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Rock - Released April 26, 2019 | JJ Cale
J.J. Cale was the embodiment of cool blues. With his atypical blend of rock, folk, country, blues and jazz, he was one of the most influential figures in rock'n' roll. Worshipped by Clapton, the Cocaine writer who spent most of his time in a mobile home remains the essence of a laid-back and relaxed musical style. For his fans, Stay Around is a gift from heaven. This posthumous record from April 2019 brings together fifteen unreleased songs mixed and produced by Cale himself and compiled by his widow, Christine Lakeland, and his old collaborator and manager Mike Kappus. "I wanted to find stuff that was completely unheard to max-out the ‘Cale factor'," says Lakeland, "using as much that came from John’s ears and fingers and his choices as I could, so I stuck to John’s mixes. You can make things so sterile that you take the human feel out. But John left a lot of that human feel in. He left so much room for interpretation.” Obviously, all these gems - from the stripped back Oh My My My to the more elaborate Chasing You - do not change anything at all about what we knew and loved about this king of cool. The quality of Stay Around, which never sounds slap-dash, proves that the man took every second of his art seriously. And as always with him, we come out of this posthumous album with the feeling of having fully lived a human and warm encounter. A sincere and engaging experience, connected to the soul and the gut. Marc Zisman/Qobuz
Rock - Released January 1, 1972 | Universal International Music B.V.
Rock - Released January 1, 1976 | Universal International Music B.V.
Rock - Released January 1, 1997 | Island Mercury
Rock - Released January 1, 1997 | EMI
Rock - Released January 1, 1974 | Universal International Music B.V.
Rock - Released January 1, 1979 | Universal International Music B.V.
Rock - Released January 1, 1980 | Universal International Music B.V.
Rock - Released January 1, 1982 | Universal International Music B.V.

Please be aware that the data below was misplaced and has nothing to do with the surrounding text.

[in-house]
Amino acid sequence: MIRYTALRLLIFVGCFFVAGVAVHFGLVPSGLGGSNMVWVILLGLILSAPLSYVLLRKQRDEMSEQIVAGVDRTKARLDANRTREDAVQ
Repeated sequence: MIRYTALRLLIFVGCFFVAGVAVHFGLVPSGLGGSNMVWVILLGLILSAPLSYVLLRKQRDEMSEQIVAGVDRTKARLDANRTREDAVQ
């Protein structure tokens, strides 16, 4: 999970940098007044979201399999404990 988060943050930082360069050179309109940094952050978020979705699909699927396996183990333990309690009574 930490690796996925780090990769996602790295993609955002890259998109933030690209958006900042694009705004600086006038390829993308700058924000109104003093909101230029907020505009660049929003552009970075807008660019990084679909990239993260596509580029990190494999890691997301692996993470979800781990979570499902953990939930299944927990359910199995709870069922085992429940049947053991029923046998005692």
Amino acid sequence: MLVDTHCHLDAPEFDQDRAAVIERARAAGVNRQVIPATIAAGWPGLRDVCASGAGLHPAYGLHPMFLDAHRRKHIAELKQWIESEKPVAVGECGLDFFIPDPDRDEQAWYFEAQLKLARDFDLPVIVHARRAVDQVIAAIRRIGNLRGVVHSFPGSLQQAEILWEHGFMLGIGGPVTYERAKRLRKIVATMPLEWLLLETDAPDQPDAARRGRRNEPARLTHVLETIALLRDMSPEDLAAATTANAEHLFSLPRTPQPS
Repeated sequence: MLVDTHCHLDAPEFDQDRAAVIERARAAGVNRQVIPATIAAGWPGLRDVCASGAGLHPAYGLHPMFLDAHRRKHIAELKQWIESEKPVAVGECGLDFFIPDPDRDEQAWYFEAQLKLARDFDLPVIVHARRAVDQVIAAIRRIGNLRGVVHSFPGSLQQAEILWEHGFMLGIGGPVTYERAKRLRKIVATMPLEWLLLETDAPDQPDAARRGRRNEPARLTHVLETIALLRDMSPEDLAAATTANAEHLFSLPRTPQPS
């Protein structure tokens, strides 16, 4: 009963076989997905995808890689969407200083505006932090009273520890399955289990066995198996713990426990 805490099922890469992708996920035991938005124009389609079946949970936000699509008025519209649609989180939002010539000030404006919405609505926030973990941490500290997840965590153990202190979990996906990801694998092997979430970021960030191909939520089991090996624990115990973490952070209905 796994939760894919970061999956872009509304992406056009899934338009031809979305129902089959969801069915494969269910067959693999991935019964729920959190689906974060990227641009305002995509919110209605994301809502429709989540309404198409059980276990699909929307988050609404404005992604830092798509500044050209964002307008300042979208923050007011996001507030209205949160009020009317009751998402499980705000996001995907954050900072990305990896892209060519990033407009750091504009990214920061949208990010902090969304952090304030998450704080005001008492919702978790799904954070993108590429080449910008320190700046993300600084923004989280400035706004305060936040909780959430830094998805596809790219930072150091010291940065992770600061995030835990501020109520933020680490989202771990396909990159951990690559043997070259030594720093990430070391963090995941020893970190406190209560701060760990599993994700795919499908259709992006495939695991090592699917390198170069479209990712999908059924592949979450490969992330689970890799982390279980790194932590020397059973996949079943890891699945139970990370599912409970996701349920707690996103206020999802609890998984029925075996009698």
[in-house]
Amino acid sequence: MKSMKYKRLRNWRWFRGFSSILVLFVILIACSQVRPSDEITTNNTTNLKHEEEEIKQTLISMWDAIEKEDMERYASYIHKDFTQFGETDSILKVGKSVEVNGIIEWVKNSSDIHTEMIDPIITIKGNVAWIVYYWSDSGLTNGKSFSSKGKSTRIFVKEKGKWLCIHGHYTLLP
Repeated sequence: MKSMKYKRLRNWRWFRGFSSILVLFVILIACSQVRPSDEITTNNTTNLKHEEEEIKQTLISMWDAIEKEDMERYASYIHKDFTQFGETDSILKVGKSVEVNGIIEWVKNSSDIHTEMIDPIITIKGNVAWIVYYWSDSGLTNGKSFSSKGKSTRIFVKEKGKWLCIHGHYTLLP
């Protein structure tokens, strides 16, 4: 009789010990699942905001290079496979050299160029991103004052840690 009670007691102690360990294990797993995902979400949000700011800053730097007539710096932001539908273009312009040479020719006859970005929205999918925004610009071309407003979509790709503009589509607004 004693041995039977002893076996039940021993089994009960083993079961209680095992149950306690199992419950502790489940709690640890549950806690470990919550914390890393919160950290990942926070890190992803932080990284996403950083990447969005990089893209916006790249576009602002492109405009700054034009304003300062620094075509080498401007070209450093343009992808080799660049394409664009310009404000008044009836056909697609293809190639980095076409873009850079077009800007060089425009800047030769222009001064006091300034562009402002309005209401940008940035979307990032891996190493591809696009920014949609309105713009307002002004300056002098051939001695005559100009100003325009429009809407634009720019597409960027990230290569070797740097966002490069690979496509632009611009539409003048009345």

Rock - Released January 1, 1979 | UMC (Universal Music Catalogue)
Rock - Released January 1, 1972 | UMC (Universal Music Catalogue)
Rock - Released March 9, 2009 | JJ Cale
While songwriter J.J. Cale has established himself as an elusive and even reluctant legend in popular music with his sporadic string of releases over the last 38 years, he's never drastically changed his approach. Cale is a workmanlike songwriter whose roots in blues, Okie folk, and roots rock music have been informing his tales of travel, nocturnal pleasure, and everyday life all the while. Even the acclaimed but spaced out Travel Log (which was Cale's equivalent to Neil Young's Trans) never managed to root his sound that far afield from its wellspring. 2009's Roll On, is more strange, laid-back grooves and road-weary tales of quark strangeness and charm from an inveterate master. Where the erratic but acclaimed Road to Escondido with Eric Clapton reeked of laziness and kitsch, Roll On is steeped deep in slow boogie, slower jump jazz, swampy blues, and minor-key laid-back guitar workouts. Cale not only plays guitar and sings here, but on almost all of these cuts he does double and triple duty on drums, bass, and even Rhodes piano! His guests -- including Dave Teegarden and Jim Keltner on drums on a track each, and Clapton on one number -- only appear on four of these dozen tracks. Check, "Who Knew?," the jazzy shuffle that opens the set. Cale plays everything but the drum kit (Teegarden), and lays down a smoking set of Wes Montgomery-esque chords as well as some funky Rhodes. His syncopated vocals all slip right down the backbone of the blues with lyrics worthy of Louis Jordan. "Where the Sun Don't Shine" commences with some spooky synth loops (that could have come from Travel Log), and beefy guitars, with a rudimentary snare and hi-hat keeping the I-IV-V progression moving and popping. The guitars are pure Cale choogle and the bassline is just off enough from the main rhythmic progression to add a freaky twist. Other standouts include the acoustic electric boogie "Strange Days," with some mutant five-string banjo and mandolin work from the artist; the triple-time, space groove of "Fonda-Lina" that feels like it was taken from a B-movie soundtrack during a motel lounge scene, and the popping roots rock of the title track with Slowhand and Keltner. This is a set that proves that Cale is still a vital artist who has a few interesting tricks up his sleeve, even if he doesn't change his attack all that much. Hell, he doesn't need to, he's got weight, sleight of hand, and the Okie soul in every cell of his being, and it all comes out in the tunes. This one is solid from top to bottom. © Thom Jurek /TiVo